Bees are essential pollinators, and they play a vital role in our ecosystem. France is home to a diverse array of bee species, and they are an important part of the country’s agricultural industry. However, bees are facing a number of threats, and it is important to take steps to protect them.

How diverse is the bee population in France?

France is home to around 1,000 species of bees, from five distinct families. This diversity is due to the country’s varied landscape, which includes mountains, forests, plains, and coastlines.

Which species are commonly observed in France?

The most common bee species in France are honeybees (Apis mellifera) and bumblebees (Bombus spp.). Honeybees are social insects that live in colonies, while bumblebees are solitary insects that live alone or in small groups.

What about the bumblebees?

bee perching on white flower
Photo by Kristine Tanne / Unsplash

There are 41 species of bumblebees in France. Some of these species, such as the Bombus ruderatus and Bombus subterraneus, are endangered or threatened due to habitat depletion, intensive agriculture, climate change, and pathogen proliferation.

Are there any peculiar bee species in France?

Yes, there are a few peculiar bee species in France. One example is the Anthidium manicatum, or Wool Carder Bee. This bee creates felted nests using plant fibers. Another example is the Colletes hederae, or Ivy Bee. This bee is a solitary bee that has been rapidly extending its range across France since the early 2000s.

How does France go about protecting its bee populations?

France has shown significant concern towards the preservation of its pollinators. In 2016, the nation instigated a ban on neonicotinoids, a type of insecticide devastating to bees. Additionally, in 2020, France launched a national strategy for pollinators which focuses on regular monitoring, floriculture, and extensive research.

What potential threats do French bees face?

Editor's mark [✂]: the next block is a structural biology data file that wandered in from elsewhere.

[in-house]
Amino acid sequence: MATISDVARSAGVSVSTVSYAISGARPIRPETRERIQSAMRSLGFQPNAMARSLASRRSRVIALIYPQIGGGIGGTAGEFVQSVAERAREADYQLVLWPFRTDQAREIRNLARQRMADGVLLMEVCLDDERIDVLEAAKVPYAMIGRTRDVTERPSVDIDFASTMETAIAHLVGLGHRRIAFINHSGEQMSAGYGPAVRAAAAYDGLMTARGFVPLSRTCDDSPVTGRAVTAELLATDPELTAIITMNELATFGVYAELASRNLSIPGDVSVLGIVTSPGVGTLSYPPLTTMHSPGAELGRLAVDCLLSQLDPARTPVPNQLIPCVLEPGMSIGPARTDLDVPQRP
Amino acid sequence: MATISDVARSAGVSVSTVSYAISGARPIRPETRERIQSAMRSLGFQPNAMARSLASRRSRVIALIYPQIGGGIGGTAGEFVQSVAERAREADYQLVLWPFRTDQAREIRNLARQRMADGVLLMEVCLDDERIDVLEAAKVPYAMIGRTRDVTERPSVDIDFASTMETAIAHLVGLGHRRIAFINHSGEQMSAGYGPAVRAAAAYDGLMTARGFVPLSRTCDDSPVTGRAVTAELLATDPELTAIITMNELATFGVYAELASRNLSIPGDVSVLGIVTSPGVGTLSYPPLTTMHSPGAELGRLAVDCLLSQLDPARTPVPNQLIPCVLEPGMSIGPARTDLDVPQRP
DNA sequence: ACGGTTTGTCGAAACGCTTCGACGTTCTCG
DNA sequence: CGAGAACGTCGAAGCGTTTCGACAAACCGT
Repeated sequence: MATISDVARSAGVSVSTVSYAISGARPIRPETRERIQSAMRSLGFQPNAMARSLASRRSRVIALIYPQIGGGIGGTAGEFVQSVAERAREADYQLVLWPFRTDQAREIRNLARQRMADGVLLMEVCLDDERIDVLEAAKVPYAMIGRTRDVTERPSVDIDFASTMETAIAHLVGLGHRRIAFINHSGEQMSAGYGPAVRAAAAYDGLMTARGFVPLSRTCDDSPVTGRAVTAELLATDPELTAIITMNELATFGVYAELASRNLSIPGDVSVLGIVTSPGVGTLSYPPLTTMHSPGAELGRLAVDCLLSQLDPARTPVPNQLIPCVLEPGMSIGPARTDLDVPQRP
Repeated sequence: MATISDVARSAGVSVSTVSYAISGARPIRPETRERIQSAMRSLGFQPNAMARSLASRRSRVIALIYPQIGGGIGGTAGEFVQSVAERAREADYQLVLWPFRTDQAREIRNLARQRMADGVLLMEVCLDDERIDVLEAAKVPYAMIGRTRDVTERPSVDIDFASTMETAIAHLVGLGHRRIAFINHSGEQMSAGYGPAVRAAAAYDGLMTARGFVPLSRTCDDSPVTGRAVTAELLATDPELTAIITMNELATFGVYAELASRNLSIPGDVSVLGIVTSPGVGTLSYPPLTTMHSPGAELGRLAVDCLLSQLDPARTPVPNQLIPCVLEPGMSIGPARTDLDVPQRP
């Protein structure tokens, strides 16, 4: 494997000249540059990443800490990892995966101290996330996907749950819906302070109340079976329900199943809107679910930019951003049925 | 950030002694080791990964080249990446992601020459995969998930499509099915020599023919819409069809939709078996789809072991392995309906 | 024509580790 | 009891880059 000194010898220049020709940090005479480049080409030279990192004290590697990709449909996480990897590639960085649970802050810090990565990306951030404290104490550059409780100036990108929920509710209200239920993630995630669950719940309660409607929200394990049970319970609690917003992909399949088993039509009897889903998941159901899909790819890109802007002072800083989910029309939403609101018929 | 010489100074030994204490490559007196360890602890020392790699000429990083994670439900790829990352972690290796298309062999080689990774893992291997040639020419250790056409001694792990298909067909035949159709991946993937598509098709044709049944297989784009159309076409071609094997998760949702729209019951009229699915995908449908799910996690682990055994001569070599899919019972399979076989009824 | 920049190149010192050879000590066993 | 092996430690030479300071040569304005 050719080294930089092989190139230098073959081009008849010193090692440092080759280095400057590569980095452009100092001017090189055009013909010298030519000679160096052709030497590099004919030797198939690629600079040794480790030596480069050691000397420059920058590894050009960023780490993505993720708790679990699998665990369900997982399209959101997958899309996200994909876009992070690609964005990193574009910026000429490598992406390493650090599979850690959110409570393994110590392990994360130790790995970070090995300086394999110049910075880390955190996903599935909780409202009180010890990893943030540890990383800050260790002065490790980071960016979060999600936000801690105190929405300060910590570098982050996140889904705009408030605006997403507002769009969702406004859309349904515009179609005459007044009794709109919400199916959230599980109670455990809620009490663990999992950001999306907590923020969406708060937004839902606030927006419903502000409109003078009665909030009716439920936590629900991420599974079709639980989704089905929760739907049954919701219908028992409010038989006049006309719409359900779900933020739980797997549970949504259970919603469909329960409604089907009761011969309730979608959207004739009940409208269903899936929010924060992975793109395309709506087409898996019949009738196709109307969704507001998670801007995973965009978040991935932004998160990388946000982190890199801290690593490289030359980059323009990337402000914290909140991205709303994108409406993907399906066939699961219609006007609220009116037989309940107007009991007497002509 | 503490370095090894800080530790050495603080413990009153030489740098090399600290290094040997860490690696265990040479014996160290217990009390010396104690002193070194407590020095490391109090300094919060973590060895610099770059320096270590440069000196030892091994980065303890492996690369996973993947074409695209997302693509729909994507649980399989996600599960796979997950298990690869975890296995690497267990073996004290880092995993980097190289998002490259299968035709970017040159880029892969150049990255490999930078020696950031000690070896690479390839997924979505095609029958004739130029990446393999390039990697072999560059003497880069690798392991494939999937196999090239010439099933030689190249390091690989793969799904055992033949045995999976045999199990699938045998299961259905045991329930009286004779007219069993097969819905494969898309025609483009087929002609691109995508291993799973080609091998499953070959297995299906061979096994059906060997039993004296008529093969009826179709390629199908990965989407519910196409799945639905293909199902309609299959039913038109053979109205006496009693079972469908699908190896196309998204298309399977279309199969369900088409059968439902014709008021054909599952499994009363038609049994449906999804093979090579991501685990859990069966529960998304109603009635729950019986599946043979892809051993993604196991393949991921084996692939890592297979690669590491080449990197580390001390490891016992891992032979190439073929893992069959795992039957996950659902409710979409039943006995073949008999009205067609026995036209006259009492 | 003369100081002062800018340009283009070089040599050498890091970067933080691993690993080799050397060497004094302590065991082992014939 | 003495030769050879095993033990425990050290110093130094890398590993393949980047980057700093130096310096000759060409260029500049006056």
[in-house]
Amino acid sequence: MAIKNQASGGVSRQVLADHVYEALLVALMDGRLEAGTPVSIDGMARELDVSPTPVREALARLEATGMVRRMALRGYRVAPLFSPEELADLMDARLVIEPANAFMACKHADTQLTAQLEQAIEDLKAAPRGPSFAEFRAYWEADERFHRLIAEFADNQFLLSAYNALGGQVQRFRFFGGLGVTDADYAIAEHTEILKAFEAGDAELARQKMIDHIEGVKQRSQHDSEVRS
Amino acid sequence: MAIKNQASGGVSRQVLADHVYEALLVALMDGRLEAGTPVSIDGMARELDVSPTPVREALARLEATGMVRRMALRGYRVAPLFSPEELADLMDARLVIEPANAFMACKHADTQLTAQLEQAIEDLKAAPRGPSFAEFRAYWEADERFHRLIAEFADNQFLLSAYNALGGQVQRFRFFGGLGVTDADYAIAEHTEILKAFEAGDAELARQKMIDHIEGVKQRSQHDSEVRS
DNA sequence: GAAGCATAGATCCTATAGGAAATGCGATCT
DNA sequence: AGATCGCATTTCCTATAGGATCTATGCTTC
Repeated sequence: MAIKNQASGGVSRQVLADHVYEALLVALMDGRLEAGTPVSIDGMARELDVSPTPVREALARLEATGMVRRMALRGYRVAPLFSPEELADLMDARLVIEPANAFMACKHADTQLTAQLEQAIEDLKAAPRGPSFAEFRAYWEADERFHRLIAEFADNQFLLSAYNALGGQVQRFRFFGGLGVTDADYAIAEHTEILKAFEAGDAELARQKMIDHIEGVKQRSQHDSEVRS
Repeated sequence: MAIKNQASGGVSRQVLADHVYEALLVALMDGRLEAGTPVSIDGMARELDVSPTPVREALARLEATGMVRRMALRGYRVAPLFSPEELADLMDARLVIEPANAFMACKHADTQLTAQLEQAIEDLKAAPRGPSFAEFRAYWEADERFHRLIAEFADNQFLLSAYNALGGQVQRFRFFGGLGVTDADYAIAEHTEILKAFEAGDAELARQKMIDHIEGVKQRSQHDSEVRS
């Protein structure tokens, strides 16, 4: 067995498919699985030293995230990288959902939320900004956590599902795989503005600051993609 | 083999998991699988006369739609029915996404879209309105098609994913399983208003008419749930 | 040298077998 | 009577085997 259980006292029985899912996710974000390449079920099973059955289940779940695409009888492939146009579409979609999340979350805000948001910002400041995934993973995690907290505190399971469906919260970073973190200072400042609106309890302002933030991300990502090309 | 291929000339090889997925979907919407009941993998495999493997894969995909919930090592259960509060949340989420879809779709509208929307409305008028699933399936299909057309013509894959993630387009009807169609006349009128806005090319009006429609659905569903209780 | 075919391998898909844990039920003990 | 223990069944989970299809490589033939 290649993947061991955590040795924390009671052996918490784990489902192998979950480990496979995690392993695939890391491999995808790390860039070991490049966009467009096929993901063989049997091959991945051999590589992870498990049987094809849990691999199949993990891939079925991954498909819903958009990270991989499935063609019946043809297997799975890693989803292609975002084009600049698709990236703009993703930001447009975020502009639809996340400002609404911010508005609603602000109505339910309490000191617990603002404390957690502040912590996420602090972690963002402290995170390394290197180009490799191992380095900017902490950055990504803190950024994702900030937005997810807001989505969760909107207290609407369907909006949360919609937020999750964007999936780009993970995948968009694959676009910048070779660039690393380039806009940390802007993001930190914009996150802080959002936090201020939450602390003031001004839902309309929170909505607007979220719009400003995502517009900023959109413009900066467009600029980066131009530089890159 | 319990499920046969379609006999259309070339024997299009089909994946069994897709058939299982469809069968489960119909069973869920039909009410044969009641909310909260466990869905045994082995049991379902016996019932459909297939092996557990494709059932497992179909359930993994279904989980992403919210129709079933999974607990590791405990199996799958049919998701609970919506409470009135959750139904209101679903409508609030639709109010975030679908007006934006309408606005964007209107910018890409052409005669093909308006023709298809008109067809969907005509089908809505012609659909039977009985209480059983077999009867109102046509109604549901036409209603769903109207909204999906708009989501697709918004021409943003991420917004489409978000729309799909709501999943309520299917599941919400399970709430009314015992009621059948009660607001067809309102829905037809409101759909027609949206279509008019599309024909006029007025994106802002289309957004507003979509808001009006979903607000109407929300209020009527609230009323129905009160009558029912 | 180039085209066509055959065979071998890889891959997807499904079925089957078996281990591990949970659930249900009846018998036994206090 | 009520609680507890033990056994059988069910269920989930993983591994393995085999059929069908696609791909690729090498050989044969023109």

French bees are continually battling numerous threats. Pesticides remain a significant concern, and climate change has a considerable bearing, with shifts in temperature and precipitation patterns disturbing the harmony between bees and their flowering hosts. Urbanization and habitat deterioration are other key factors adversely impacting bee populations.

What can we do to help bees?

There are a number of things that we can do to help bees. We can plant bee-friendly flowers in our gardens, avoid using pesticides, and support organizations that are working to protect bees. We can also educate ourselves about the threats facing bees and share this information with others.


Bees are essential to our ecosystem, and we must do everything we can to protect them. By taking steps to help bees, we are not only helping them, but we are also helping ourselves.

In addition to the threats mentioned above, some beekeepers in France have also reported producing blue honey. This honey is caused by the bees ingesting nectar from flowers that contain anthocyanins, a type of pigment that gives blueberries their blue color. While blue honey is not harmful to humans, it is not typically considered to be as desirable as other types of honey.

Blue Honey

Let’s ensure their buzz continues for generations to come.